A Fish Under a Cat's Knife

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The laboratory room in the Epsilon sector was at that moment filled with two sounds. The first was Vivaldi's Spring. Its beautiful melody was carried all over the room from the source which was the surgeon's phone. The second sound was the ear-aching sound of a circular saw cutting apart bone plates. Both these melodies fought for the domination of the room. Every now and then the louder violin of Vivaldi's spring made itself felt, and with a harder piece of bone plate the saw showed its dominance.

At the beginning, doctor Ryszard Kot was reluctant when he heard an offer to help with the research on the bottom of the Baltic Trench. Darkness and ruins was not something that attracted him. However, when he was asked for help in investigating a local anomaly, a representative of an extinct species who somehow cheated death and lived on, doctor Kot immediately left his office at Site PL-49 and on the same day in the evening he was in the foundation's port in Hel.

In the room, apart from Kot, was the anomaly itself. It was dunkleosteus. Before the operation began, four spears, a dozen or so pieces of gilded gratings, and additionally a few crystals stuck in the body of the fish were pulled out of his body. The thing that doctor immediately noticed was that some of the pieces of the bars pierced the fish's brain, so much so that at times the ends of the rods came out on the other side, despite this fact the dunkleosteus continued its basic life functions.

Melodically to the gentle movement of the violin, a falling piece of bone plate hit the floor, nearly hitting the doctor in the leg. Kot knocked the plate away with its foot towards the other, four more such plates, lying in the corner of the room. Dunkleosteus tried to thrash with pain from the doctor's actions, but was unable to do anything. The fish were held firmly by metal supports; although the dunkleosteus tried to use every remaining muscle in him to free himself, he was unable to. He was trapped.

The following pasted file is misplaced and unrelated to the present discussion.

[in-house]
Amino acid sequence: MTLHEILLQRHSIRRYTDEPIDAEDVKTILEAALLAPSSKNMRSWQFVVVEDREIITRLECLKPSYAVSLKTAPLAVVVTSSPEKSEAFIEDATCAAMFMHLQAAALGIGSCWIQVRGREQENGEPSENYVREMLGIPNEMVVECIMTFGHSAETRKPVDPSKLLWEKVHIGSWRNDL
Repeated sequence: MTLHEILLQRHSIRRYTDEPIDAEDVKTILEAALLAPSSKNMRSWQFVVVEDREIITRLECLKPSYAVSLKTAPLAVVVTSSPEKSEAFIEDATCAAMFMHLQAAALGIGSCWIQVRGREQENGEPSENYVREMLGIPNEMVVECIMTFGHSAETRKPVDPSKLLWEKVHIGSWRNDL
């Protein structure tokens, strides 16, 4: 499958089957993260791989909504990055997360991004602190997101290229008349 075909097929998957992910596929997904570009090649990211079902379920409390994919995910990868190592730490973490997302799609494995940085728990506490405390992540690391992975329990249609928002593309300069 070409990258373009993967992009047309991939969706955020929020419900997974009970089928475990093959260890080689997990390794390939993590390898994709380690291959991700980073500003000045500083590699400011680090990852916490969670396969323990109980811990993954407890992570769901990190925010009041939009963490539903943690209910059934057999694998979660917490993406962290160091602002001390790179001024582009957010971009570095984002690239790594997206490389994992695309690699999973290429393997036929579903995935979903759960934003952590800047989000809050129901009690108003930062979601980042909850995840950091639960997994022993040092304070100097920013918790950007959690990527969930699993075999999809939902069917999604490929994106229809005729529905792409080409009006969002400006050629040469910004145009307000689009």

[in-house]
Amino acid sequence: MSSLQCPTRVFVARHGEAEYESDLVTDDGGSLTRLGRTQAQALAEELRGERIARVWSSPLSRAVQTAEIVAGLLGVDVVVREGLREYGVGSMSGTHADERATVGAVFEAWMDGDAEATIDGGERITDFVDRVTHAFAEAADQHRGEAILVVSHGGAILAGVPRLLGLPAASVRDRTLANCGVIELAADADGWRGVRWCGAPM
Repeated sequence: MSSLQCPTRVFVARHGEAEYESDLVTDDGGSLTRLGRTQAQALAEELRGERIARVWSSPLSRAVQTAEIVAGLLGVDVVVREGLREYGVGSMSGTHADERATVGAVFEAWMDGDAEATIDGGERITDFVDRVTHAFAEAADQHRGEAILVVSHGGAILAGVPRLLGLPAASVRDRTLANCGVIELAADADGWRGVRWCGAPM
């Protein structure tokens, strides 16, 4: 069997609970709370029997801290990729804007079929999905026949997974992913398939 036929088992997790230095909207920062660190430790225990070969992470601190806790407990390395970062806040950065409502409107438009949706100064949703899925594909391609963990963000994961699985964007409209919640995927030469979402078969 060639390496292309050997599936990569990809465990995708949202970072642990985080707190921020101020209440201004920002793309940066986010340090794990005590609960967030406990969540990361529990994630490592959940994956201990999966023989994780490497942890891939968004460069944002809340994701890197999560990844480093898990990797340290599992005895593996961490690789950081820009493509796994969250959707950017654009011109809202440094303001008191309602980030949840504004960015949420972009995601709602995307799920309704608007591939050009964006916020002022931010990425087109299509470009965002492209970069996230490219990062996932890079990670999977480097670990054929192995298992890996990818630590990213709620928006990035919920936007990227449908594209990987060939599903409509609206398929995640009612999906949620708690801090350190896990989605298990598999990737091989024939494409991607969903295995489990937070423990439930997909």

The surgeon, using the panel next to him, lowered the surgical machinery from the ceiling, although he had always preferred, as he put it himself, a personal approach to the "patient" on the table. However, this time he decided to use high-tech equipment. The music on the doctor's phone, after the end of Vivaldi's spring, passed to Johann Strauss II, more precisely the piece Frühlingsstimmen.

As the orchestral waltz began, surgical blades slipped from the machinery near the ceiling. At the beginning, doctor Kot, carefully operating the machine with the rhythm of the melody, started shifting it sharply to set it in the right position, then gently, like the title "Voices of Spring", he began to make cuts in the fish with the blades. Which immediately, in the rhythm of the cylinder, enveloped the arms of the machine as research samples, these in turn were placed by the arms in the center of the machine. And sent straight for analysis.

What perhaps disappointed the doctor a bit was the fact that the fish did not bleed, despite the fact that all vital functions were normal, this specific dunkleosteus did not contain a drop of blood. There was something about the blood-covered tissues that fascinated him, the lack of this element seemed extremely unnatural for him, slightly disrupting the rhythm of the procedure.

After Strauss was over, an alarm rang on the phone. The doctor sighed, letting go of the machinery stuck with the blades in the body of the fish. Doctor took off his rubber gloves and walked over to the table in the corner of the room. There was a white mug on the table with a picture of doctor Kot and his wife on it. The surgeon took a bag of black tea out of it and threw it in the basket next to it, then sweetened it with two teaspoons of sugar. It moved with the swivel chair closer to the fish's head.

The phone, after turning off the alarm clock, played music again. Yo the rhythm of the melody, doctor Kot made gentle circular movements with the spoon in order to dissolve the sugar. Looking at the head of the fish, he sipped warm black tea. So far, samples have been collected and some bone plates have been removed. The list also includes stomach content tests and fish brain tests.